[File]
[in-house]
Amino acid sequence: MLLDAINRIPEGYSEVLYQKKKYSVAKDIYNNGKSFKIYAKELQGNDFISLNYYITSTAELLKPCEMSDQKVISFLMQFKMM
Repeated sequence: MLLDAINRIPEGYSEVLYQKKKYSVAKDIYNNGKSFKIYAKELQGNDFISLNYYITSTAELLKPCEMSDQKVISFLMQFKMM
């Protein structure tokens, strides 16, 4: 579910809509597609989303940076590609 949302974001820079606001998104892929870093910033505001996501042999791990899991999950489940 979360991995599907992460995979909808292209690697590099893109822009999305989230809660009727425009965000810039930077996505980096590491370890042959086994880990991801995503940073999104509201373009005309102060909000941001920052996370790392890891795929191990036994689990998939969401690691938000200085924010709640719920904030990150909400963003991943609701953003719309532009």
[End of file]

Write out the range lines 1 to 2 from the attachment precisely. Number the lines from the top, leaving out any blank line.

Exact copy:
[in-house]
Amino acid sequence: MLLDAINRIPEGYSEVLYQKKKYSVAKDIYNNGKSFKIYAKELQGNDFISLNYYITSTAELLKPCEMSDQKVISFLMQFKMM